Alyson Nordstrom, 17, knew that the Supreme Court’s decision to overturn Roe v. Wade would result in the girls and women of her community losing their rights to obtain an abortion entirely. Despite the challenges of fighting for a blue issue in a red state, Nordstrom helped form Teens for Reproductive Rights, a coalition of teens who organize fundraisers for abortion care, post infographics about current abortion restrictions in Tennessee and encourage teenagers to vote.
U.S. patriarchal authoritarianism is on the rise, and democracy is on the decline. But day after day, we stay vigilant in our goals to dismantle patriarchy at every turn. The fight is far from over. We are watching, and we refuse to go back.
The last month has been a real whiplash for women. Let’s remember what was hurled our way. Plus—as we approach the midterm elections, Republican lawmakers have continued the ruthless attack on abortion access nationwide. But will it cost them?
Will historical trends in midterm elections be uprooted? Will the party in the White House not face devastating losses in Congress? Is it possible that Republican promises to pass legislation that would ban abortion in every U.S. state could, in fact, help Democrats hold on to their majorities in both the House and the Senate?
“Between guns, abortion and the Republicans’ behavior, people will be concerned enough to go to the polls,” said Roger Craver, cofounder of the government watchdog group Common Cause. “And a big turnout will be very important because that’s what will give Democrats the win.”
On Saturday in Arizona, a 15-week abortion ban—signed into law on July 6 by Republican Gov. Doug Ducey—was set to take effect. But before it could, a late Friday ruling from Pima County Superior Court Judge Kellie Johnson green-lighted an anti-abortion law from 1864 that supersedes all other bans, outlawing almost all abortions in the state and penalizing abortion providers who provide the service with two to five years in prison. Abortion is now effectively illegal in the state, making it the 15th U.S. state currently enforcing extreme or total bans on abortion.
There’s a little over a month until the midterm elections, and Arizona is a battleground for federal and state elections. Democrats see the extreme law as an opportunity to mobilize voters.
Last week, the Senate Judiciary Committee held a hearing on six more of President Biden’s nominees to U.S. federal courts. Included among the impressive slate of nominees was civil rights lawyer Julie Rikelman, who is nominated to the U.S. Court of Appeals for the First Circuit. “I wanted to be an attorney because I believe so deeply in our justice system and the promise of equal justice for all,” Rikelman said during her confirmation hearing.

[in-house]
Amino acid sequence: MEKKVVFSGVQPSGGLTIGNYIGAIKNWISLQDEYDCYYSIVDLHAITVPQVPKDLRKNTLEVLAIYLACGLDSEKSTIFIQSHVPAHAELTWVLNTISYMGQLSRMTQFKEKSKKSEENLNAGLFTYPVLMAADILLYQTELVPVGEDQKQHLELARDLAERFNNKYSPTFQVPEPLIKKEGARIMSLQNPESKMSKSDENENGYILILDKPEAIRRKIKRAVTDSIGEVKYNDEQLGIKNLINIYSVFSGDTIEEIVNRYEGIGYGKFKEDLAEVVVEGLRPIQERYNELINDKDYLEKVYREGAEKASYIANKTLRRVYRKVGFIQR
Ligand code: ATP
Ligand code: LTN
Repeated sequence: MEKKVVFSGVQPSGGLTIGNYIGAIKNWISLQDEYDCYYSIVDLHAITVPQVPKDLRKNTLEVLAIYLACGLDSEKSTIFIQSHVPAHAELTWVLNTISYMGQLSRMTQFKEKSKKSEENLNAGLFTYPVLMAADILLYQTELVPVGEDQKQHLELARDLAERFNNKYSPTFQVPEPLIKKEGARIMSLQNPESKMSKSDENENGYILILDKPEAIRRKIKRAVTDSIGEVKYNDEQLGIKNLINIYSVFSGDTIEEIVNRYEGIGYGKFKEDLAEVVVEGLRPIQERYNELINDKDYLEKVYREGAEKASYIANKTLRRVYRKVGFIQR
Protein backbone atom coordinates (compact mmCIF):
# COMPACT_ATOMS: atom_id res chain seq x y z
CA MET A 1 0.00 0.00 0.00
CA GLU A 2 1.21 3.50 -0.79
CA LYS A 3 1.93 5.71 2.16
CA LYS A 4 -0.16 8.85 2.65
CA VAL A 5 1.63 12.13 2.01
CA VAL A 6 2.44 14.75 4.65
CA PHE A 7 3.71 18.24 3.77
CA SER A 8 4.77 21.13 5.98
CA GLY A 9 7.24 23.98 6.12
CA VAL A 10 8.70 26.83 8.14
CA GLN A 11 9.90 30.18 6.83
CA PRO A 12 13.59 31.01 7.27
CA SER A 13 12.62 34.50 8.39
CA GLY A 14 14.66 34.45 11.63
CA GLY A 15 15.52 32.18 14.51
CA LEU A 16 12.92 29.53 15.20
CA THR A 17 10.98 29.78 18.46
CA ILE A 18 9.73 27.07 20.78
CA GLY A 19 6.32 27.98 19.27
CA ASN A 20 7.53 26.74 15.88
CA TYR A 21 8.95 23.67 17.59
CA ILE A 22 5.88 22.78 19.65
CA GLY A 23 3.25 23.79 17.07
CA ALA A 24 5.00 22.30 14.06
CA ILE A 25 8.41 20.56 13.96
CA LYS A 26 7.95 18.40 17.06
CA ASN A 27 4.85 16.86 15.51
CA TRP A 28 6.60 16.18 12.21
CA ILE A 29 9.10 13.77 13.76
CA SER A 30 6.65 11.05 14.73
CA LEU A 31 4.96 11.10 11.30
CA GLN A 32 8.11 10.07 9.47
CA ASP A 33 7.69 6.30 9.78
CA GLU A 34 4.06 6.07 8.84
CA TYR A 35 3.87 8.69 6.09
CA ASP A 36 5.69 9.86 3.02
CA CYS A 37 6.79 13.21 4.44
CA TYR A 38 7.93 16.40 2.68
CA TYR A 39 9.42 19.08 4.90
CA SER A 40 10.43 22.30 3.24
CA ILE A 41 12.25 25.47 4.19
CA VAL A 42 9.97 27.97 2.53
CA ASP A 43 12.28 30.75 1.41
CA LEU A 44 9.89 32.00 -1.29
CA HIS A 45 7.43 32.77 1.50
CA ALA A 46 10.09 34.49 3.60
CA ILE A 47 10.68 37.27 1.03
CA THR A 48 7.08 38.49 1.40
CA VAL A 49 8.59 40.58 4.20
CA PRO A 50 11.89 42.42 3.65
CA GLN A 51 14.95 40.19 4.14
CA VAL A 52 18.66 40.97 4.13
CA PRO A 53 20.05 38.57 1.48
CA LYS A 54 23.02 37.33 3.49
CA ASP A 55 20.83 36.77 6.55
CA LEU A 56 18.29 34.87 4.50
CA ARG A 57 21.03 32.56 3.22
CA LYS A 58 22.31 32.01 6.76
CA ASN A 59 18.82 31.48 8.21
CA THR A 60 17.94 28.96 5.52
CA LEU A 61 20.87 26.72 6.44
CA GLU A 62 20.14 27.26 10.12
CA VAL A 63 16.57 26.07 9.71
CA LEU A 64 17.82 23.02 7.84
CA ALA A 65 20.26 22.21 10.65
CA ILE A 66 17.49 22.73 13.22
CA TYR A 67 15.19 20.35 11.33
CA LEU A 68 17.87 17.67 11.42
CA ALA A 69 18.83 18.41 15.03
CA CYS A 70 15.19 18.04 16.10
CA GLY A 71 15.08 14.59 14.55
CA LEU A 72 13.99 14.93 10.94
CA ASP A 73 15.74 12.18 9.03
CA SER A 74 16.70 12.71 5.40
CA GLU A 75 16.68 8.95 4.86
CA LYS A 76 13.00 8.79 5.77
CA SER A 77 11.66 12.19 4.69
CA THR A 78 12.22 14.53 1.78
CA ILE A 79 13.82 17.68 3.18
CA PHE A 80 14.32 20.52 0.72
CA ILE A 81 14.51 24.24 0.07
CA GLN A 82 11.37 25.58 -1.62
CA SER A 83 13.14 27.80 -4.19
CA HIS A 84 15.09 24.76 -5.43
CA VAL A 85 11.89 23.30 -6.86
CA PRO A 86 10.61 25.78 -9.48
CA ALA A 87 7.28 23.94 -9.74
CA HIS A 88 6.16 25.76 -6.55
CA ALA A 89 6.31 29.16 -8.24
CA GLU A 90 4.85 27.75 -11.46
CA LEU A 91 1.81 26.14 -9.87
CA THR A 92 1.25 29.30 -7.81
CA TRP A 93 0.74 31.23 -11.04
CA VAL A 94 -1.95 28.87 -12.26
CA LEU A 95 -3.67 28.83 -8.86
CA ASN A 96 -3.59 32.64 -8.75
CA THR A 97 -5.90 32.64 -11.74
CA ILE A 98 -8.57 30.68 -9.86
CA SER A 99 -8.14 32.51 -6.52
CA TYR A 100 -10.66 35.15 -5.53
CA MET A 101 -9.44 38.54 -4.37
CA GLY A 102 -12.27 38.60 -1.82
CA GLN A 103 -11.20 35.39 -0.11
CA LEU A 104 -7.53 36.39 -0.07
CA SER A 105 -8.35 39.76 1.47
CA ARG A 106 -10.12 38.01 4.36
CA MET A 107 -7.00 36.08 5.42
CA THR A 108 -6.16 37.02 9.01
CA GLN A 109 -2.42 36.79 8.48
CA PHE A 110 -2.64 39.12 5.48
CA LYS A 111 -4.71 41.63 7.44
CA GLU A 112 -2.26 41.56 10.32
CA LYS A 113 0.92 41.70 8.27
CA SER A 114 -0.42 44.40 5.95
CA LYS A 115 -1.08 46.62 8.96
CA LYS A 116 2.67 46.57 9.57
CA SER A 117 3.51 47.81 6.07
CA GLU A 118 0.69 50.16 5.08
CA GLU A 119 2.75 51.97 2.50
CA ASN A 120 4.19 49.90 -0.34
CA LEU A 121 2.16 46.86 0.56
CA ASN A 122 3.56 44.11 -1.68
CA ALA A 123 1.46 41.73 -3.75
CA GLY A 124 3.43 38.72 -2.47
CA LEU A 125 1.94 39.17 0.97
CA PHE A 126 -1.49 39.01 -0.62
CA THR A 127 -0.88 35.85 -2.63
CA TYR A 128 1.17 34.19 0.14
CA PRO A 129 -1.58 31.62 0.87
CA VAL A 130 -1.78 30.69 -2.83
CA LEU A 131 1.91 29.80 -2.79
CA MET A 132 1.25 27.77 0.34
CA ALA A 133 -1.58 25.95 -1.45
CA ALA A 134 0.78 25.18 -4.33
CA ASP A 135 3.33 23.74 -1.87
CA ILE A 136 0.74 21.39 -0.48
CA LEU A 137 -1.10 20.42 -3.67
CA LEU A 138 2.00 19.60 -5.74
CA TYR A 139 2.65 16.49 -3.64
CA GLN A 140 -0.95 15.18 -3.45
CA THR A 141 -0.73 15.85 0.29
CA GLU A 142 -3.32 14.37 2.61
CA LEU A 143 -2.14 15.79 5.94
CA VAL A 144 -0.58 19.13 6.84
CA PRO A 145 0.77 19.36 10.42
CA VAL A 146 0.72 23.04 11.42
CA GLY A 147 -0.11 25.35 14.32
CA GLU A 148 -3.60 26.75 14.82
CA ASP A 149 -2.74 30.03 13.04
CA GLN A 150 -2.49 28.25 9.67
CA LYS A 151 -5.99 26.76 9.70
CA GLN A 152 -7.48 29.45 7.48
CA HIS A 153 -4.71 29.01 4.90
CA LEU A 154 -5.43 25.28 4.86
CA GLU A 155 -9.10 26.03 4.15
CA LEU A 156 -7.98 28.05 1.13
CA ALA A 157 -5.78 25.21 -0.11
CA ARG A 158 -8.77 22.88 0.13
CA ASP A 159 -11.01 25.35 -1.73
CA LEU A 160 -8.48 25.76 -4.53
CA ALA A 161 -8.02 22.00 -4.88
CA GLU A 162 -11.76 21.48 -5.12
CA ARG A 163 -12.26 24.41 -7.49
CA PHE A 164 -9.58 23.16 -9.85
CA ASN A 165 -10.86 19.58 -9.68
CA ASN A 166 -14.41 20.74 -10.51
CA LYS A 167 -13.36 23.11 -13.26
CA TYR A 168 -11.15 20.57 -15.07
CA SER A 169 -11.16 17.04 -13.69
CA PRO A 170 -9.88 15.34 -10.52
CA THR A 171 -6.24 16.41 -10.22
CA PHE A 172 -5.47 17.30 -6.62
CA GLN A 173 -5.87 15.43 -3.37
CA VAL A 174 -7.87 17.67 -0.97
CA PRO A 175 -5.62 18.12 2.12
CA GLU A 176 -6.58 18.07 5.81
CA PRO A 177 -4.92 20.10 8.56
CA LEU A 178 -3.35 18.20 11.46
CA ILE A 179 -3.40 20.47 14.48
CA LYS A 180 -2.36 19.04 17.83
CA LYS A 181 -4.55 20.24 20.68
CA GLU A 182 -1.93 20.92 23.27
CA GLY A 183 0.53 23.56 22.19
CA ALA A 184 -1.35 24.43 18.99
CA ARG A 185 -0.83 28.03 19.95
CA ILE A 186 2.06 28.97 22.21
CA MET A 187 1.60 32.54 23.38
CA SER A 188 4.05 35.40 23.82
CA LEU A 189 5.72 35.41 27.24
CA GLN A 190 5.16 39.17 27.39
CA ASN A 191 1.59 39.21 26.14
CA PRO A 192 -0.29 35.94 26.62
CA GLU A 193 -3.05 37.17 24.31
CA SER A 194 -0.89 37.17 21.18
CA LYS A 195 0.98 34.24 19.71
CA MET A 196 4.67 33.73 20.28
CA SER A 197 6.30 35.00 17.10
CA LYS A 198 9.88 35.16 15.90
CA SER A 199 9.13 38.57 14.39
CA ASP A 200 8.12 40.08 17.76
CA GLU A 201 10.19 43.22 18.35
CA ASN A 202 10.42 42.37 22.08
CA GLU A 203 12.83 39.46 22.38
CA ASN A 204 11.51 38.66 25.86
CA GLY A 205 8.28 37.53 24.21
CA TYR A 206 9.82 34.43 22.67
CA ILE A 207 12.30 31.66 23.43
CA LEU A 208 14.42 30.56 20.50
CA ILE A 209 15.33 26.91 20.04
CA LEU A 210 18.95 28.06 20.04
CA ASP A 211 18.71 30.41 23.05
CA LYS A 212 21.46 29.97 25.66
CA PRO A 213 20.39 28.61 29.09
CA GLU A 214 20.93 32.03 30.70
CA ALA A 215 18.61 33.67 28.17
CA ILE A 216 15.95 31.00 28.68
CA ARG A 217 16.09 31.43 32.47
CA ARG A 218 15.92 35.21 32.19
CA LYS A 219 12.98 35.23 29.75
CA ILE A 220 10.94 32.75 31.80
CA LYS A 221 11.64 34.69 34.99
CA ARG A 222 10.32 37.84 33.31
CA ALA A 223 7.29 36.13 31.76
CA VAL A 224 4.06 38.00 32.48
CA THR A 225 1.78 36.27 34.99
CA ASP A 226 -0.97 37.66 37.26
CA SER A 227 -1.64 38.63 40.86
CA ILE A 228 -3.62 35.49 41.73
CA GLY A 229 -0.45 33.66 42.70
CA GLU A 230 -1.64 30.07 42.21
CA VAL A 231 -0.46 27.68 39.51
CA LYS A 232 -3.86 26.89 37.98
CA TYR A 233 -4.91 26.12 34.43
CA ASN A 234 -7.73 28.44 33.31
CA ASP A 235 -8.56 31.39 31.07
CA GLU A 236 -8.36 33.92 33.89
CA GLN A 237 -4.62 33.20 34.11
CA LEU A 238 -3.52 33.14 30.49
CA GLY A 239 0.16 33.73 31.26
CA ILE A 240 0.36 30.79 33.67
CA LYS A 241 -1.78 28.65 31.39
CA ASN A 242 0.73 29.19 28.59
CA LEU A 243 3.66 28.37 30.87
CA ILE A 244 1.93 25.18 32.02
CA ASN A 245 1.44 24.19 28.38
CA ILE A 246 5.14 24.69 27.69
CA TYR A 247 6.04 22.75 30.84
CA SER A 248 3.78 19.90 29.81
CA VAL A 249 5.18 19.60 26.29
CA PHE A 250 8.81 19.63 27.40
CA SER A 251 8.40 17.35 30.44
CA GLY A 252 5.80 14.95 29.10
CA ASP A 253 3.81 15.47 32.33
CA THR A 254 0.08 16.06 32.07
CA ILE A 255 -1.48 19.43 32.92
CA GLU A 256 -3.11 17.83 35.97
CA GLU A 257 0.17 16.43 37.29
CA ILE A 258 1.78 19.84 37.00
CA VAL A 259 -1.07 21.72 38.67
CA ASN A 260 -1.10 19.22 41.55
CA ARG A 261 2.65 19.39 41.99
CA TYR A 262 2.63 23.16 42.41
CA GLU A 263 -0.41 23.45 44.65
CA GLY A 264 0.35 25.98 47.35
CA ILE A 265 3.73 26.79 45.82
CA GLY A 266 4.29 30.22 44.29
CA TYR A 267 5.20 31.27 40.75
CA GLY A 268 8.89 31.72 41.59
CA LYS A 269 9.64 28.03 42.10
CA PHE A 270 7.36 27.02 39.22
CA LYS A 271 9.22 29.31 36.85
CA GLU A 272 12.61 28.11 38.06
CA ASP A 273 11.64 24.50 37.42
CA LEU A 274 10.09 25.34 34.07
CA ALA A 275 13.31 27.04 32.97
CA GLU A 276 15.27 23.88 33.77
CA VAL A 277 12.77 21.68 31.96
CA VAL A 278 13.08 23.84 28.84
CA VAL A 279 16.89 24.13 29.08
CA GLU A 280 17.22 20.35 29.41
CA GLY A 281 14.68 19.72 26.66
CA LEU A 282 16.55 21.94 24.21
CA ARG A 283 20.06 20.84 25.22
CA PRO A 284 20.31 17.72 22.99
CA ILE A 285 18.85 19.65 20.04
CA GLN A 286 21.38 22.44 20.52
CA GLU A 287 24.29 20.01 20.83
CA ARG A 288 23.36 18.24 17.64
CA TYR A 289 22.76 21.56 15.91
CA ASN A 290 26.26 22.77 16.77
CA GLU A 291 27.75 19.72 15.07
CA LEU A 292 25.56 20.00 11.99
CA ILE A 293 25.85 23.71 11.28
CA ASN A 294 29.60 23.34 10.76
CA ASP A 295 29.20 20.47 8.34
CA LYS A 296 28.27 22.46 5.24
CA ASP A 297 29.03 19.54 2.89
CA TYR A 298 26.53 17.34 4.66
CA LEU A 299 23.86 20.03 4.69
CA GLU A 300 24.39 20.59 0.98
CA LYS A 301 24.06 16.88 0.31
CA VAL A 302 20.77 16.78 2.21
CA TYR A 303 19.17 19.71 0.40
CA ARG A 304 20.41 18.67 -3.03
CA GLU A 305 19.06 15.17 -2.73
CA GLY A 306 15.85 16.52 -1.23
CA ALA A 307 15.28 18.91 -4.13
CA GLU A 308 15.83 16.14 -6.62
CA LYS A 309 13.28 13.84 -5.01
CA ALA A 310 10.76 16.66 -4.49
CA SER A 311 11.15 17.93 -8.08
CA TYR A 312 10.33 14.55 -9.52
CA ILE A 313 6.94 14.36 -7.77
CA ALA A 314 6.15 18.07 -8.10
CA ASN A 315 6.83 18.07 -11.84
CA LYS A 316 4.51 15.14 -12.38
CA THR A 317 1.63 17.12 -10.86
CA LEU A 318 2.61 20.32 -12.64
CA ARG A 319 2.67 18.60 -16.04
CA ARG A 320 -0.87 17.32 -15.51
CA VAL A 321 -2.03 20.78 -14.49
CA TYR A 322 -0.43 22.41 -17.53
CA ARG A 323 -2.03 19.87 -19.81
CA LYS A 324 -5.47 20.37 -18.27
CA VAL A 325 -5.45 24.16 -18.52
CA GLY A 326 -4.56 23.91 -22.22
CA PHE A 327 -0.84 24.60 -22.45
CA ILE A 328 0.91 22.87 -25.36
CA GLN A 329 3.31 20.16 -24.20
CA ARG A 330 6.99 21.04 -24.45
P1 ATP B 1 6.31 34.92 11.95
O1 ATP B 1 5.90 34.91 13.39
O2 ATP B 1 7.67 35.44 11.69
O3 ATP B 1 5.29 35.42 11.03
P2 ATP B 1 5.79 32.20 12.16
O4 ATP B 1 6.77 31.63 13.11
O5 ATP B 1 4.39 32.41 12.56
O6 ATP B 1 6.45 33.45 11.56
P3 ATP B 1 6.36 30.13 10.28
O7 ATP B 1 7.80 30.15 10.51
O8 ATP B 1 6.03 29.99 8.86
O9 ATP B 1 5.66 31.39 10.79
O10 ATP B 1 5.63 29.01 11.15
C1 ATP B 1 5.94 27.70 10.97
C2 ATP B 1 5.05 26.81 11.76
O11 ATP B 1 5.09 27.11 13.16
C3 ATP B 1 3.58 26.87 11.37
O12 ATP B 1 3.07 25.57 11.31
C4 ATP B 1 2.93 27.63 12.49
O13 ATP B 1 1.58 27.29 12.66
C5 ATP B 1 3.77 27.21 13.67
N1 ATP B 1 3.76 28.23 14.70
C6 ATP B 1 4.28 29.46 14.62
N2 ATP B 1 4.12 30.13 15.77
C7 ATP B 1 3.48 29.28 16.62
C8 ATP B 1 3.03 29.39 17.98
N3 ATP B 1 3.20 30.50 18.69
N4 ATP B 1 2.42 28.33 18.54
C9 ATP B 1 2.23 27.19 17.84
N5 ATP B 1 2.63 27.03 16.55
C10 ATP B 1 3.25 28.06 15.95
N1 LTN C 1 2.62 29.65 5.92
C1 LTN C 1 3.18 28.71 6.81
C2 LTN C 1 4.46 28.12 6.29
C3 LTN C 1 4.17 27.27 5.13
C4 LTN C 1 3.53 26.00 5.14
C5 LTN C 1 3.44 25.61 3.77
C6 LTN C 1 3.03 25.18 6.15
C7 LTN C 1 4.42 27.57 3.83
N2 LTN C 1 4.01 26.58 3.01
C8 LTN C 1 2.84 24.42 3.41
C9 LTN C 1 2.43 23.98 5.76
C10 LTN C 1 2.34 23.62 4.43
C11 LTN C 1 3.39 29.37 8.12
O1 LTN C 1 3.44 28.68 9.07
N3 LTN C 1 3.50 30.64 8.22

Public trust in the judiciary is bolstered when courts better reflect the diversity of our country. Confirming Julie Rikelman will ensure a court that better reflects and represents the experiences of all people in America.
For almost two weeks, protests have been raging across Iran, triggered by the death of 22-year-old Mahsa Amini, who was in custody of the morality police at the time of her death. Her alleged crime was not abiding by the country’s hijab rules.
Iranian human rights lawyer and long-time friend of Ms. magazine, Nasrin Sotoudeh has spent her career fighting for the rights of women and minorities in the Middle East. In a letter to Ms., Sotoudeh connected what’s happening with Iran to the global fight for women’s rights.
A growing group of prosecutors is pledging to use their discretion to not prosecute abortion cases.
“It is my hope and belief that more prosecutors will take a stand and be on the right side of history on this issue,” said Miriam Krinsky, executive director of Fair and Just Prosecution, a nonprofit that supports elected prosecutors who are looking to reimagine the justice system.
Reflections from a former secretary of state—on her time in office and her work today as an advocate and champion for free and fair elections.
“Government shouldn’t be a hands-off, secret system where only a few are allowed to participate. I saw the need for different voices and ideas.”
In 2017, a year into the presidency of Donald Trump, three notable women—Black Lives Matter co-founder Alicia Garza, former Planned Parenthood CEO Cecile Richards, and executive director of the National Domestic Workers Alliance, Ai-jen Poo—looked to harness the sudden rage and confusion felt by women across the U.S. Garza, Poo and Richards announced the start of a women’s equality organization called Supermajority, a multiracial coalition of women organizing around issues like paid leave and affordable healthcare. The group’s name hearkens to the fact that women make up more than half of the U.S. population.
These days, Amanda Brown Lierman is the executive director of both Supermajority and the Supermajority Education Fund, a sister nonprofit organization for research, education and development programs that prepare women civic leaders. And Lierman and her team have their eye on the prize: the 2022 midterms.
On Sept. 7, Ms. recorded a “fireside chat”-style discussion with Attorneys General Letitia James (N.Y.) and Dana Nessel (Mich.)—two trailblazers in the fight for justice and democracy—moderated by election administration expert and governor of the United States Postal Service, Amber McReynolds.
Here are our favorite moments of that conversation.